Among the questions we are asked most often these days are: Why has the dollar depreciated while the U.S. Federal Reserve (Fed) has been in a tightening cycle since 2015? And will that dollar weakness persist as the Fed continues to hike and deliver interest rates that are among the highest in the developed markets? After all, interest-rate differentials are one of the key determinants of exchange rates.

We think that dollar weakness will continue over the next two to three years. There are a number of reasons why we believe that, but before we discuss them, let us begin by examining the Fed rate-hikes story.

First, there is no iron-clad rule mandating that the dollar must appreciate every time the Fed is in a hiking cycle. Historical evidence clearly shows that the dollar has depreciated during some Fed hiking cycles and appreciated during others. Exhibit 1

It is important to keep in mind these three points:

  1. Exchange rate dynamics, just like any other asset price, are influenced by a host of factors, including economic growth differentials that result in capital flows, current account deficits, and long-term valuations. There is never a single determinant.
  2. Exchange rates represent a relative price. Both domestic and international factors matter for exchange rates.
  3. Markets are forward looking and discount future developments.

How do these three observations help us form our dollar outlook?

Growth Differentials Affect the Dollar

One of the key influences on the dollar has been the unexpected strength of the global economy over the last two years. When growth in the rest of the world gains momentum relative to the United States and growth differentials widen, the dollar is likely to depreciate. There are two main reasons for this:

  • Capital flows to countries where growth and returns on investment are higher.
  • Downturns in the global economy are also periods when global risk aversion rises and the U.S. dollar, which is viewed as a key safe-haven currency, benefits from capital flows.

But as the global economy recovers, these flows reverse and the dollar depreciates. As we have previously discussed, the global economy is now in good shape and the scars of the 2008 global financial crisis have mostly healed. Growth in the rest of the world has picked up relative to the United States. The chart below shows the difference between U.S. growth, 1 and world GDP growth, as calculated by the International Monetary Fund (IMF),  and the relationship to the Real Effective Exchange Rate (REER).2  Exhibit 2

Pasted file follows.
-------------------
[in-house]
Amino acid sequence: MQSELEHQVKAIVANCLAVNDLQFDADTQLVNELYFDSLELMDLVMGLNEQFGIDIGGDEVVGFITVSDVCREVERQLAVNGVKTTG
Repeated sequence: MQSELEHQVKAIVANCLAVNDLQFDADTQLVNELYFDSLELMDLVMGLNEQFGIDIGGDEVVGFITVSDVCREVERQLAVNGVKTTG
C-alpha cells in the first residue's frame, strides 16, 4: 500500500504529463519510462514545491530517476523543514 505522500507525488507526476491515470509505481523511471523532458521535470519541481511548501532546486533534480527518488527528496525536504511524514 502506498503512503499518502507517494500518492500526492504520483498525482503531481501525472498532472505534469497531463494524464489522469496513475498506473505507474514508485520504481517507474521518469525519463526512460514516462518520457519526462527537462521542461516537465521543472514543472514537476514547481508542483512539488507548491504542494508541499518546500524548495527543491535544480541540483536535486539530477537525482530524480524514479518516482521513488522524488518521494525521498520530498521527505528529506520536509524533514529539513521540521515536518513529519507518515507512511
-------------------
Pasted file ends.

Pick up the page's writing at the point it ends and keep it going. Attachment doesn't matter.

The forecasts suggest strong growth in the rest of the world relative to the United States, hence dollar weakness may continue in coming years. Moreover, while data on global asset managers is hard to come by, we believe that during the U.S. outperformance years, managers likely increased the weight of U.S. assets in their portfolios and reduced the weight of others, such as Eurozone and emerging market assets. We also believe that in the next few years those portfolios will be rebalanced, favoring rest-of-the world assets.

Dollar Cycles Take 5-10 Years

The dollar is coming off of high valuations and typically swings from expensive to cheap. This process historically takes anywhere from 5 to 10 years to complete. The chart below suggests that the current cycle is at its mid-point and the dollar is not cheap yet. Exhibit 3

This pattern can also be explained by economic growth differentials, the normalization of central bank policies, and the forward-looking nature of markets. The U.S. economy’s recovery was better than others after the global financial crisis of 2008. During that same period, Europe suffered from a sovereign debt crisis and a second recession, while emerging markets faced declines in growth, followed by capital outflows that forced a macroeconomic adjustment. The United States was the locomotive pulling the train of global growth during that post-crisis period.